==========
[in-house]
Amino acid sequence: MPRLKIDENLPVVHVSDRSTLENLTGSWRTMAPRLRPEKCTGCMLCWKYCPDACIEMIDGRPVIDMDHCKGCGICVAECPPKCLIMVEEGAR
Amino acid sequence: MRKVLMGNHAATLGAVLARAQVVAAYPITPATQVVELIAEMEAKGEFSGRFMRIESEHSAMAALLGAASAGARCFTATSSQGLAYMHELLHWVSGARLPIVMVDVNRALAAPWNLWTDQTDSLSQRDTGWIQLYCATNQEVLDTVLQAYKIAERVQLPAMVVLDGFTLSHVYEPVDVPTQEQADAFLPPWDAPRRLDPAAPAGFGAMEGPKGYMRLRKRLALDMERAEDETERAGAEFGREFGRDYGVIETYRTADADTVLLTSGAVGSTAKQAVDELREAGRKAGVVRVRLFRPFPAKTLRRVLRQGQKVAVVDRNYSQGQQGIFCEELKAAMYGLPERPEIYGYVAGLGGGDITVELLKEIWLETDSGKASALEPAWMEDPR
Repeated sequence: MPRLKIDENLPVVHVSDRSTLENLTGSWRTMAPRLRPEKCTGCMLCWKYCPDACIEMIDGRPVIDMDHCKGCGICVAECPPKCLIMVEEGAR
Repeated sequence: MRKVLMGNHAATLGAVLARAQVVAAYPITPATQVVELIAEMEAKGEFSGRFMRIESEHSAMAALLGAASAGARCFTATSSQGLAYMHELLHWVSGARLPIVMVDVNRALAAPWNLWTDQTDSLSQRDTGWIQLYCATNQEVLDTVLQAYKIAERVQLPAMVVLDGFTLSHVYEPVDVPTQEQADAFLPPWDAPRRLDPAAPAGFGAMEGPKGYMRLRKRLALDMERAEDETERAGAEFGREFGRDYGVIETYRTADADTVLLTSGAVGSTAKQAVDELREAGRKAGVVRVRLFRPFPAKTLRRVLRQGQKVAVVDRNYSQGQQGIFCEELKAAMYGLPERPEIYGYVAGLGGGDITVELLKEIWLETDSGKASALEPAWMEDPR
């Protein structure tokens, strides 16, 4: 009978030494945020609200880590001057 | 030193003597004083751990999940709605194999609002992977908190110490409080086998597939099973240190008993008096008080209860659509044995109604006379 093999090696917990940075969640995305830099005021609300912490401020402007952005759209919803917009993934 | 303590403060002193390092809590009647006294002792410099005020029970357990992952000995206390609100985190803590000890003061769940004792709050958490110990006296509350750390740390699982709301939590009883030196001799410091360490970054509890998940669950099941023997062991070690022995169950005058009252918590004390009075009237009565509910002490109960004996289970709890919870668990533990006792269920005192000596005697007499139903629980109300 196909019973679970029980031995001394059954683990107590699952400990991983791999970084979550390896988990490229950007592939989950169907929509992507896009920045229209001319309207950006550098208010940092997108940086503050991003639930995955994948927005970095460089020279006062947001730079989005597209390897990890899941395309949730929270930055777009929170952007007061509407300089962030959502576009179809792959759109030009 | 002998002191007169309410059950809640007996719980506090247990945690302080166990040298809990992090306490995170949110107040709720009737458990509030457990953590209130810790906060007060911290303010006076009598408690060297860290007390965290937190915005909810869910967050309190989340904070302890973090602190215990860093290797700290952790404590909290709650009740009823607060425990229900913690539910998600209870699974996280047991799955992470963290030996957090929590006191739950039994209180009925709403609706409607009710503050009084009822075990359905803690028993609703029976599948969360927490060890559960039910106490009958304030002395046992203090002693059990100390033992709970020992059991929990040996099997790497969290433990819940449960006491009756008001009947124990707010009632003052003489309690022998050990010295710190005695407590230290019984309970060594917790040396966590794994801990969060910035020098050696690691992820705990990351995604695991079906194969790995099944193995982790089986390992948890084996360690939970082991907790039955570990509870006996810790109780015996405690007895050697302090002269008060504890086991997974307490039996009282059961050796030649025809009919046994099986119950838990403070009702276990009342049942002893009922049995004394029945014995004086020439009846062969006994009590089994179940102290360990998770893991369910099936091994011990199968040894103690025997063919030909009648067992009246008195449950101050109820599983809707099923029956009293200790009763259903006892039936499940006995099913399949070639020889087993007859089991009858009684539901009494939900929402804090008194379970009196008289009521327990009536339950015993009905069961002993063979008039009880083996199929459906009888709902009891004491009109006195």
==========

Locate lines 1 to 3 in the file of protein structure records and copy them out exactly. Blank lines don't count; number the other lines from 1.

[in-house]
Amino acid sequence: MPRLKIDENLPVVHVSDRSTLENLTGSWRTMAPRLRPEKCTGCMLCWKYCPDACIEMIDGRPVIDMDHCKGCGICVAECPPKCLIMVEEGAR
Amino acid sequence: MRKVLMGNHAATLGAVLARAQVVAAYPITPATQVVELIAEMEAKGEFSGRFMRIESEHSAMAALLGAASAGARCFTATSSQGLAYMHELLHWVSGARLPIVMVDVNRALAAPWNLWTDQTDSLSQRDTGWIQLYCATNQEVLDTVLQAYKIAERVQLPAMVVLDGFTLSHVYEPVDVPTQEQADAFLPPWDAPRRLDPAAPAGFGAMEGPKGYMRLRKRLALDMERAEDETERAGAEFGREFGRDYGVIETYRTADADTVLLTSGAVGSTAKQAVDELREAGRKAGVVRVRLFRPFPAKTLRRVLRQGQKVAVVDRNYSQGQQGIFCEELKAAMYGLPERPEIYGYVAGLGGGDITVELLKEIWLETDSGKASALEPAWMEDPR